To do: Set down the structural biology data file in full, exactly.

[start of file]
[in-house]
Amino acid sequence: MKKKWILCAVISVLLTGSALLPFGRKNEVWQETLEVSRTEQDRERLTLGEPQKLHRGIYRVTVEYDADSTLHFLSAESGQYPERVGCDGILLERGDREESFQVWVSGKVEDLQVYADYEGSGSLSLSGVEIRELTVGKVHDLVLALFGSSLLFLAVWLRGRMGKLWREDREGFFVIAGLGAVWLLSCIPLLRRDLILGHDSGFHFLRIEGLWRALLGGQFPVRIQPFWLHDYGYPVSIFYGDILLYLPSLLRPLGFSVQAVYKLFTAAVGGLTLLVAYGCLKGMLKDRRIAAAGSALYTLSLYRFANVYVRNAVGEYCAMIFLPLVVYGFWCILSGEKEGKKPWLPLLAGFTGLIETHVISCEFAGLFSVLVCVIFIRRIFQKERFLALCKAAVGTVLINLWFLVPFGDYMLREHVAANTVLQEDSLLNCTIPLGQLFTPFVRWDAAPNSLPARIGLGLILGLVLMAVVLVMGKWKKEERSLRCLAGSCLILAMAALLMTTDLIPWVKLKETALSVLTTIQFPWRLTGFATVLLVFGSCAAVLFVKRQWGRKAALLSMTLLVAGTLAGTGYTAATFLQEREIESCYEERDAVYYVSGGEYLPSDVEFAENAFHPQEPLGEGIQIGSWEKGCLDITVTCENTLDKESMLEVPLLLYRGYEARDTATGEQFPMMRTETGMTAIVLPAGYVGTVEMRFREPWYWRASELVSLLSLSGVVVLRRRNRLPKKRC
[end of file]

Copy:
[in-house]
Amino acid sequence: MKKKWILCAVISVLLTGSALLPFGRKNEVWQETLEVSRTEQDRERLTLGEPQKLHRGIYRVTVEYDADSTLHFLSAESGQYPERVGCDGILLERGDREESFQVWVSGKVEDLQVYADYEGSGSLSLSGVEIRELTVGKVHDLVLALFGSSLLFLAVWLRGRMGKLWREDREGFFVIAGLGAVWLLSCIPLLRRDLILGHDSGFHFLRIEGLWRALLGGQFPVRIQPFWLHDYGYPVSIFYGDILLYLPSLLRPLGFSVQAVYKLFTAAVGGLTLLVAYGCLKGMLKDRRIAAAGSALYTLSLYRFANVYVRNAVGEYCAMIFLPLVVYGFWCILSGEKEGKKPWLPLLAGFTGLIETHVISCEFAGLFSVLVCVIFIRRIFQKERFLALCKAAVGTVLINLWFLVPFGDYMLREHVAANTVLQEDSLLNCTIPLGQLFTPFVRWDAAPNSLPARIGLGLILGLVLMAVVLVMGKWKKEERSLRCLAGSCLILAMAALLMTTDLIPWVKLKETALSVLTTIQFPWRLTGFATVLLVFGSCAAVLFVKRQWGRKAALLSMTLLVAGTLAGTGYTAATFLQEREIESCYEERDAVYYVSGGEYLPSDVEFAENAFHPQEPLGEGIQIGSWEKGCLDITVTCENTLDKESMLEVPLLLYRGYEARDTATGEQFPMMRTETGMTAIVLPAGYVGTVEMRFREPWYWRASELVSLLSLSGVVVLRRRNRLPKKRC